Yet despite this arguably anachronistic environment, Paragon’s small size and decades in business has earned it a loyal cadre of repeat customers, some of whom have enjoyed business with Paragon for over 30 years. This loyalty has been earned through Paragon’s commitment to its clients.
During the pandemic, the Texas Deep Freeze of early 2021 literally froze the operations of many of the Lone Star State’s resin suppliers. Yet even during this darkest hour, Alm remarks, with quiet professional pride, “We have not let any customer go without. We’re in tune with their production schedules, and that’s the flexibility we have in supplying them with the product that they need.”
The loyalty has kept the company going through rough times.
Paragon’s resin supplier, with whom the company has maintained a relationship for over 25 years, guaranteed the company’s resin supply even when it couldn’t make similar guarantees to its competitors. “Because of our relationship, because of the familiarity that was there between us, they made sure we had our resin,” says Vice President of Special Projects Dina Wright.
“As we are loyal to our customers, we are loyal to our vendors, and that really paid off during the pandemic,” Carroll adds. She relates a time when steel handles could not be produced due to supply difficulties in the steel industry, and Paragon was able to step up and make more plastic handles.
This loyalty results from Paragon’s commitment to quality above all else. Alm relates one example in which a batch of pails came out slightly off-color during a color change. Despite the customer still wanting to buy them, Wright refused. “I don’t want anything leaving this plant with our name on it that’s not perfect,” he says. “Peter’s invested in quality, and that has continued,” Alm remarks.
Paragon’s high-quality policy continues with its new SQF Certification. Offered by the Virginia-based Safe Quality Food Institute (SQFI), itself a division of the larger industry organization The Food Industry Association, SQF Certification has established global food safety standards since its initial development in 1994.
SQF standards are updated regularly, most recently in 2020, in accordance with GFSI (Global Food Safety Initiative) standards. While Paragon started with AIB (American Institute of Baking) certification for its food containers, SQF has increasingly become the industry standard.
As Carroll puts it, Paragon’s upgrade to SQF certification was not only a sound business move, but a gesture of practicality as well; many of Paragon’s clients, as well as Paragon itself, share similar auditors with similar auditing practices. Paragon’s change to SQF standards gives auditors more confidence in the company’s practices, she says. “It opens doors with bigger food companies.”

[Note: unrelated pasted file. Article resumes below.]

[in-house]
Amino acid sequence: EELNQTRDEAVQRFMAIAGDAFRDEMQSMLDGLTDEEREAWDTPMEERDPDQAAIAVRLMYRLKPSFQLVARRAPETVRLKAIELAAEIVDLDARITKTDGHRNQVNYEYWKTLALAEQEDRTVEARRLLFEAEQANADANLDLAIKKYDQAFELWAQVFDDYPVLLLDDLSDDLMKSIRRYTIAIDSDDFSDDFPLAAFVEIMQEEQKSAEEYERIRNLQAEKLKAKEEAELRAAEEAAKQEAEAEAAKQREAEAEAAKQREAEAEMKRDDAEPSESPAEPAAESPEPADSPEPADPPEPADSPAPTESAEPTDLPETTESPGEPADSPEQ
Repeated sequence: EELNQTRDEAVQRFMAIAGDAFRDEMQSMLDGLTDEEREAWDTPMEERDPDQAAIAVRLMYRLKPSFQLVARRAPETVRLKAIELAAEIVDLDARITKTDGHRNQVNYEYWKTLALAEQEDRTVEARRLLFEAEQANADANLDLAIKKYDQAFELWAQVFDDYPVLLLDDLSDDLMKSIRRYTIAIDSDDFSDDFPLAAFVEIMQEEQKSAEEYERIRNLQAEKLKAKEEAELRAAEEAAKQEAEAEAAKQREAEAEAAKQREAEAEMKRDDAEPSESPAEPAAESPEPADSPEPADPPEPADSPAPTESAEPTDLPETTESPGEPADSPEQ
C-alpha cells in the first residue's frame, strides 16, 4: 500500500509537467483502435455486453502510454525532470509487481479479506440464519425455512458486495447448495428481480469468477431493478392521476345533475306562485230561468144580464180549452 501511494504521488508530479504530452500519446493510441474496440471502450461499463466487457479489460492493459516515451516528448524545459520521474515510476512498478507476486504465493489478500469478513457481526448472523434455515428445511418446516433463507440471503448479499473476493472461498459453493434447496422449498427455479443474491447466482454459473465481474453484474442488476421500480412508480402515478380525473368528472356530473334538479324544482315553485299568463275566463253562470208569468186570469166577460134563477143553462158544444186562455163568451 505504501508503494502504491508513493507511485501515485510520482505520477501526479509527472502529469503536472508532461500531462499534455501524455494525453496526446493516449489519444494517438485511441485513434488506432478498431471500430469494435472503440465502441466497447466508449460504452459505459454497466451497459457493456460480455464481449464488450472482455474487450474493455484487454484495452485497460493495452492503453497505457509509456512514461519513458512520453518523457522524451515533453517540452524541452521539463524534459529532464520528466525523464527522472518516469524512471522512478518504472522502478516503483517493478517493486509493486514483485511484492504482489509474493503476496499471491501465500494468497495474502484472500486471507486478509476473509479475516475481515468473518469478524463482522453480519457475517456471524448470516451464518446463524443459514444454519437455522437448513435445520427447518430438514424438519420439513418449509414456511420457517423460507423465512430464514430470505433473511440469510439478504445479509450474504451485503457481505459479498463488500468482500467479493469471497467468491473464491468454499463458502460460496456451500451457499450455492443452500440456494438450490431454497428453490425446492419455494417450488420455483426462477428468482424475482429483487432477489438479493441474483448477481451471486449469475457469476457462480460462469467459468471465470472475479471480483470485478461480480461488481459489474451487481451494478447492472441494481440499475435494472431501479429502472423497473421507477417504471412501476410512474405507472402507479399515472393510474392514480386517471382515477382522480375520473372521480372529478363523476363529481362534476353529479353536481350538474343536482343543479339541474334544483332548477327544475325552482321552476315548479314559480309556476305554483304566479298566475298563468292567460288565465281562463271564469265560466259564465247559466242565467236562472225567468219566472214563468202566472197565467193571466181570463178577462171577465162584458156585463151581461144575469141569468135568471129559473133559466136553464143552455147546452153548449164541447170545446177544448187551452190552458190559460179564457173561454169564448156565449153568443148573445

Implementing this change required a new set of regulations and balances at Paragon’s plant, not without moderate disruption, but Carroll remarks how the company reacted with excitement. “It was a struggle for some, but everybody took part,” she says. “There was no hesitation or pushback.”
In addition to its practicality, Paragon’s upgrade to SQF serves to keep it competitive in a global market.
“Some customers won’t even talk to you unless you’re GFSI-certified,” Alm says. He predicts that, one day, all food vendors will be required to be SQF-certified. “We saw that coming and said, ‘this is an opportunity for us, not only to improve but also an opportunity to gain more quality customers who appreciate SQF.”
Now that Paragon is officially SQF-certified, Alm notes how the company is already feeling its effect on business practices, particularly in enhancing customer service. “If there’s a complaint, we’re on it that day, and part of SQF is to conduct traceability,” he says.
Paragon’s team will trace the problem to its source, working with clients and/or vendors. “It’s helped us eliminate issues and take care of them in the minds of the customers, and they really appreciate that. That helps with boosting the quality of the product we manufacture.”
As Paragon prepares to celebrate its 70th anniversary next year, the company is investigating expanding elsewhere in the Midwest. Nevertheless, at present, with its location near Chicago, a loyal client base, flexible team, and new production standards, the company offers the best of high-quality containers and lean management standards.
And with its new SQF Standards, it is now ready to embrace bigger challenges.